We have spent nearly one year with my family, living together, and as of late we've had the pleasure of housing my sister and her four children.  That brings the grand total of people in our house to 11.  A lot, you know?  We've been angry, tired, frustrated, and complained about sharing a home and car after marriage.  I would get angry because our plans weren't working out but there is often nothing to be done about it besides letting go of them and moving on.  What do you do when you don't have money?  Nothing.  You do stuff that doesn't cost money and we have had our share of this.  We have been blessed with jobs but they have not been regular and have been unrelated to my studies (Computer Science, Spanish).

After 7 months what have we learned?  God has a reason for letting our life suck, if you'll allow me to use that terminology.  We have been quite angry at times, wondering why God hasn't let us free to be 'successful' like everyone else we know.  Why, God, can everyone else do well and work hard but yet you allow me to sit at home and apply for 5,000 jobs without results?  It's hard to answer those questions.  The answers don't seem to satisfy..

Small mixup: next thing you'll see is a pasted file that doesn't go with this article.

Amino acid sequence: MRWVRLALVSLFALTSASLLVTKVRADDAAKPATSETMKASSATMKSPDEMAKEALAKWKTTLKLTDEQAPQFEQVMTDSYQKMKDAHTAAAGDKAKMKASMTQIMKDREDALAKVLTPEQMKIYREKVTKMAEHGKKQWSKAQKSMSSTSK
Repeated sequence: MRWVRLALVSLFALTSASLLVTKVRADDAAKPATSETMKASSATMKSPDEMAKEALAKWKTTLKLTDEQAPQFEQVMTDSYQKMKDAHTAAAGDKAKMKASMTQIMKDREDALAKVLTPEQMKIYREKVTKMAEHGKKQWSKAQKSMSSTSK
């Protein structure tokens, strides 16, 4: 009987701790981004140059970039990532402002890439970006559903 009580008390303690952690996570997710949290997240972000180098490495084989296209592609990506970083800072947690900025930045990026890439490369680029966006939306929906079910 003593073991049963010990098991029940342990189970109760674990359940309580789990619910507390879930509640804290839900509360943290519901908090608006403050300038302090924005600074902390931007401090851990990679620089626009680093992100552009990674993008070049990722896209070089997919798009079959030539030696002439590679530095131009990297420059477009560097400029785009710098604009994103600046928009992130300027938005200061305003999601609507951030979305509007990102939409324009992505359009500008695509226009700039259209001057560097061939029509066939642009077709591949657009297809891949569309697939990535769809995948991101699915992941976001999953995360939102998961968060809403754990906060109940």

We've learned, although we've known since we were children, that God works things out in a way that is good, and whether or not we agree with it at the time, or ever is going to be up to us.  We could be angry about it but it seems that moving on, seeking new employment in less exciting cities has some merit to it.  My wife's family is still not seeing eye to eye with us in regards to our marriage, but I'm sure that it will come around.  Contentment?  Well, I think we've got a long way to go.  I am sure that we have learned a lot about being content with very little; being content with what we've been given, until we can move forward.


Asking for Forks in Asia

to cause (a person) a painful loss of pride, self-respect, or dignity; mortify. (Dictionary.com)

Nothing cuts down your pride like when you have to ask for a fork in Asia when you can actually use chop sticks.

"...May I please have a fork?  My hand doesn't work."